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and slavery disappeared from among us but yesterday. And how did it go? As a behest of the humanity of the nation? As a victory of philanthropy, education, Christianity, and the higher forces of progress? No! it was not removed by the national volition, but it went out in a convulsion of domestic carnage.

Obviously there is a great deal to be done yet before man will be prepared to take the work of human progress out of the hands of Nature, and carry it on in his own wiser way. He can do much; but the first thing he has to learn is that he can not do everything, and to find out what is practicable of accomplishment. He can not realize his dreams, and can only embody a small part of his aspirations. By his pre-scientific and unscientific education, he is not imbued with the method of Nature, and is too unconscious of the difficulties and impediments in the way of attaining his sanguine hopes. Dwelling, in virtue of his predominant culture, in an ideal world that he constructs to suit himself; taught by novelists, dramatists, and poets, whose function it is to create imaginary worlds; familiar with religious doctrines which teach the facile convertibility of human nature; studying history which is ever occupied with human doings, and ever exaggerates the offices of great men; and surrounded by a world filled with suffering and injustice—men come to think that all this evil might be quickly done away with if there were only the disposition and the will. As Mr. Bagehot somewhere says, only a short time ago it was the common belief that, if everybody would set to work in good earnest, human society might be renovated and perfected and brought to a millennial condition in about ten years. Science, as it confers a deeper knowledge of the order of the world, sobers our judgment and dissipates these pleasing illusions. Let it not be said that science thus becomes obstructive, and paralyzes exertion; on the contrary, it is promotive of real progress by checking futile effort, and disclosing the conditions and the way by which exertion may be made most effectual and substantial conquests achieved. And, in these times that are so prolific of social Utopias, no teaching is more valuable or more wholesome.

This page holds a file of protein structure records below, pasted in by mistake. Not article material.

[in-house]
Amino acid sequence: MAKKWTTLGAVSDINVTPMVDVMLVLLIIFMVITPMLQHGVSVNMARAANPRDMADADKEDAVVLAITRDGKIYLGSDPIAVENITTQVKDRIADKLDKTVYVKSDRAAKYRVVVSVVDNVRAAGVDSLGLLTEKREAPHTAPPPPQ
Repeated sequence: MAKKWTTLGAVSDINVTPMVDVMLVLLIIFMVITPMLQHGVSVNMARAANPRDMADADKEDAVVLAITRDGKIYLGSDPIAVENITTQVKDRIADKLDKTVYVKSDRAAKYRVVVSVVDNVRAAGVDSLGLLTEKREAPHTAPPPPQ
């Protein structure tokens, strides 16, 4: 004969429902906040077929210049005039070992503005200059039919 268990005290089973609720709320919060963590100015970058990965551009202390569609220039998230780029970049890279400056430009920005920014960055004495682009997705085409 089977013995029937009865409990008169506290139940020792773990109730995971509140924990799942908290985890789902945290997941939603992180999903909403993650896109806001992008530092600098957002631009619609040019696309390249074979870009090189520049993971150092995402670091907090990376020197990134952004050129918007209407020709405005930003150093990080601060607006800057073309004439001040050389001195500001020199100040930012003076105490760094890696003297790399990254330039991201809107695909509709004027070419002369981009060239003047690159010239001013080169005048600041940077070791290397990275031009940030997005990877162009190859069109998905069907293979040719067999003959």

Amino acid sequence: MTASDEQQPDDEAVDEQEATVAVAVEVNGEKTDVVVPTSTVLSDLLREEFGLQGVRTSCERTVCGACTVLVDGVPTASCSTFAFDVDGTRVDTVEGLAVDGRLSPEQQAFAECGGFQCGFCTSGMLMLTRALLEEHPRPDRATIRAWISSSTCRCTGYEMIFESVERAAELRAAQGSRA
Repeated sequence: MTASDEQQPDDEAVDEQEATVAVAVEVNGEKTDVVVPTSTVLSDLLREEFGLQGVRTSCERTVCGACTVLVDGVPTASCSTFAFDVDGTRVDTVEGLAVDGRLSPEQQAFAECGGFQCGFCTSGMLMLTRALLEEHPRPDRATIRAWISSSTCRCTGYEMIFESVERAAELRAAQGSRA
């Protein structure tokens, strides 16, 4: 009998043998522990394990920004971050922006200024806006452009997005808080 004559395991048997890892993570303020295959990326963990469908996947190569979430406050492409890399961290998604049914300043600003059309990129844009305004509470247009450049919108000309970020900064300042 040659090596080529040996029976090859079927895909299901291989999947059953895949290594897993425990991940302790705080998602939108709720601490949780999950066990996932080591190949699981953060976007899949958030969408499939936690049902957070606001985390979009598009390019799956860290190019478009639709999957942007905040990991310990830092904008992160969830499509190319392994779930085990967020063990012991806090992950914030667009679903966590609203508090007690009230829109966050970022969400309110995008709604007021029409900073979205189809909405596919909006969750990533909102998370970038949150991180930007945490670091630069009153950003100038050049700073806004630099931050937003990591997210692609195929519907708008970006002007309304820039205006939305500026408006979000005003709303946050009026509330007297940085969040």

In the absence of Rev. Joseph Cook, the work of the Boston Monday lectureship has gone on by the aid of other clerical talent. The course was opened December 6th by Bishop Clark, of Rhode Island, who gave an address on "The Seen and the Unseen," of which an authentic version was published in the "Boston Traveler."

The Bishop succeeded well in adapting himself to the new circumstances. He entered easily into the general line of speculation for which this lectureship has become renowned, and filled the shoes of its Rev. Founder to a nicety. Whether it was the effect of association, or blue-Monday, or what, the speaker glided into the peculiar habits of the place, and indulged in logical licenses which could have been no novelties to his auditors. The Bishop discussed the problems of matter and spirit, the connection between the body and the soul, and the problem of personal immortality; and he here opened the question of the relation of religion and science in so explicit a way that readers on our side can not fail to be interested.

After an elaborate preliminary argument, he says: "The bearing of all this upon the question of our own personal immortality gives to the subject a most profound and solemn interest. It is hardly conceivable that man should have been endowed with immortality, and yet so constituted as to be unable to arrive at any satisfactory proof of the fact. To those who receive the records of the